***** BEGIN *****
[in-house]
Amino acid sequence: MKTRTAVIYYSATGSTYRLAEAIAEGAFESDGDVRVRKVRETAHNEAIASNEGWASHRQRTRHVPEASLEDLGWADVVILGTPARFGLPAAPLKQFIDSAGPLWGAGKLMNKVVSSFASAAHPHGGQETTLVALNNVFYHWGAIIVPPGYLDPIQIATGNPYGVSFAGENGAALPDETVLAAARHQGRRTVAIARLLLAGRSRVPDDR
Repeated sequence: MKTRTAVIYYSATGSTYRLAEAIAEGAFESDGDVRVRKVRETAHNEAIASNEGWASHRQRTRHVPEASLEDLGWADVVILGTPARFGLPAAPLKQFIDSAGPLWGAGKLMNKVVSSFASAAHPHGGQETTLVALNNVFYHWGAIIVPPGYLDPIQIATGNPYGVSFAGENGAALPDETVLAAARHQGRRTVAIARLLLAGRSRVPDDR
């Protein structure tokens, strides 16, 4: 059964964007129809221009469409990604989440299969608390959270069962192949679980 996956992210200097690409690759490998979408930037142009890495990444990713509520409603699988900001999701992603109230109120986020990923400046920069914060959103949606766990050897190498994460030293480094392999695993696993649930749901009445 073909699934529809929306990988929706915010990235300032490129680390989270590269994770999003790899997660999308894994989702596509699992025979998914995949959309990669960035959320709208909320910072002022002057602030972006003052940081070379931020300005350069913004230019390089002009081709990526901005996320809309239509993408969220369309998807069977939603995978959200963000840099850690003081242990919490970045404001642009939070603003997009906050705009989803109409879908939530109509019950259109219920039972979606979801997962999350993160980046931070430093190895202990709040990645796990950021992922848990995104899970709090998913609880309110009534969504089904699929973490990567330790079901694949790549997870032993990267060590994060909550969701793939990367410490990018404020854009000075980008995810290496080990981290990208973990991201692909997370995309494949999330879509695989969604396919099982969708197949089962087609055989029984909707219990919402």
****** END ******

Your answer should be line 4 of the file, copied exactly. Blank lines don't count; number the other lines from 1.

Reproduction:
């Protein structure tokens, strides 16, 4: 059964964007129809221009469409990604989440299969608390959270069962192949679980 996956992210200097690409690759490998979408930037142009890495990444990713509520409603699988900001999701992603109230109120986020990923400046920069914060959103949606766990050897190498994460030293480094392999695993696993649930749901009445 073909699934529809929306990988929706915010990235300032490129680390989270590269994770999003790899997660999308894994989702596509699992025979998914995949959309990669960035959320709208909320910072002022002057602030972006003052940081070379931020300005350069913004230019390089002009081709990526901005996320809309239509993408969220369309998807069977939603995978959200963000840099850690003081242990919490970045404001642009939070603003997009906050705009989803109409879908939530109509019950259109219920039972979606979801997962999350993160980046931070430093190895202990709040990645796990950021992922848990995104899970709090998913609880309110009534969504089904699929973490990567330790079901694949790549997870032993990267060590994060909550969701793939990367410490990018404020854009000075980008995810290496080990981290990208973990991201692909997370995309494949999330879509695989969604396919099982969708197949089962087609055989029984909707219990919402």